When I was about eleven I had a little tinny transistor radio, made of cream plastic with a dodgy perforated black plastic cover (to let the music out) that had a carrying handle attached to it. There was one headphone on a fine plastic-coated wire that plugged into it.
Our family lived in a Northumbrian village with just enough trains and buses to get you to school (or work in a shop in Newcastle on Saturdays), but not enough to be able to have fun. There was a Folk Club in the village and I do remember one event in the Village Institute where my friends' band played, and another time a disco that was attended by a large diaspora of skinheads.
Nobody had dreams, as far as I could see. If they did, they didn't share them with anyone. There was a very narrow life route available, and if you didn't take that narrow path, there be dragons. I was isolated.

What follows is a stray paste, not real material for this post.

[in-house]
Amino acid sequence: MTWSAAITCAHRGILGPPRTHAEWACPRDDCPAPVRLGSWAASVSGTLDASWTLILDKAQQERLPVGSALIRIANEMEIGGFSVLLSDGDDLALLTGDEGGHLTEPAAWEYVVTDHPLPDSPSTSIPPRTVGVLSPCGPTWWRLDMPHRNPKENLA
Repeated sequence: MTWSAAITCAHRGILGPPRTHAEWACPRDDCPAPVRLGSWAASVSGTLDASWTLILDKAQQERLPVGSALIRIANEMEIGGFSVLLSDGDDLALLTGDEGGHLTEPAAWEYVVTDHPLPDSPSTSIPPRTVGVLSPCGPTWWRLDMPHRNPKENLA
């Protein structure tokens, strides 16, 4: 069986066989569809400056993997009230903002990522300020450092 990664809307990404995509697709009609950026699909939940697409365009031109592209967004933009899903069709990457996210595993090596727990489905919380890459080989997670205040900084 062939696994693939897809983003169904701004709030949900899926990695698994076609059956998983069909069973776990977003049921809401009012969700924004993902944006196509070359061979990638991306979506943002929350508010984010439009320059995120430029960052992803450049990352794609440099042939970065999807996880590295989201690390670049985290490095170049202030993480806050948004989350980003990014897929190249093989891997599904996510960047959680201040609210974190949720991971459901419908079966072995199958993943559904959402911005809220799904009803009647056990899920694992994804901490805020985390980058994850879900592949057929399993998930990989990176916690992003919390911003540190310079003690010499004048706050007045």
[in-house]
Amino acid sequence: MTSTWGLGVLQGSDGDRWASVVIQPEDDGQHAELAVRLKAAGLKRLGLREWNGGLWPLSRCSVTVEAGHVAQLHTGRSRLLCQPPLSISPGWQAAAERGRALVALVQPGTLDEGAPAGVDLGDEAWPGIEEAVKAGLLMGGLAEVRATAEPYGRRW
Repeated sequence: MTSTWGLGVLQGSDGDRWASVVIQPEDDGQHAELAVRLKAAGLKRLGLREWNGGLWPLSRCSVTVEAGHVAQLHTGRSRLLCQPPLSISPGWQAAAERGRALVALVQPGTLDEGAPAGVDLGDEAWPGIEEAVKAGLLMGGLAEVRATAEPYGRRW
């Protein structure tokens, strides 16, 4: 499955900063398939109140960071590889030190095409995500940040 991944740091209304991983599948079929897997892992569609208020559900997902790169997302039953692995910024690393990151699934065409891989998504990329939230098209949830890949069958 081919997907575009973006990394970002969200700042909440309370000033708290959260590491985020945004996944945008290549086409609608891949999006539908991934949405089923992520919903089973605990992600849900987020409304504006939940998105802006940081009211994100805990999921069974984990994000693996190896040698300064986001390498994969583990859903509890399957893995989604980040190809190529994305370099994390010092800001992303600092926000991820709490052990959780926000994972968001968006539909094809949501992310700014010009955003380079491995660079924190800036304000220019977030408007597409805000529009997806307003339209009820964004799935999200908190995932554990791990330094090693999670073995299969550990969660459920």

In some ways we were lucky because the world came to us: McDad's job at the University meant a constant stream of doctors from around the world who chatted to us about their cultures and laughed at my Geography homework (ten years out of date). One doctor, Shima, was Nigerian and lived with us for a year. He played African music in his room, with big swanky speakers. But that was later, when teenage wanderings allowed village youths to attend Youth Club with its pile of scratched and out of date 7" singles and a Dansette to play them on, and to share listening to forbidden albums like Frank Zappa's in each others houses.
My little transistor radio was a pipeline to magic. From the strange enclosed and claustrophobic world of the village, I could plug my ears into the radio and listen to Detroit and LA, the shape and sound of faraway studios entering my imagination and signalling an outside world where girls and women sang in sparky voices about daring lives that seemed just as normal to them as my dreary existence was to eleven year old me.
For all it's evil and horrible machinery, the music industry has always been a conduit to dreams, and dreams are evidence of the imagination, and the imagination is the route to freedom. I have never lost that thought.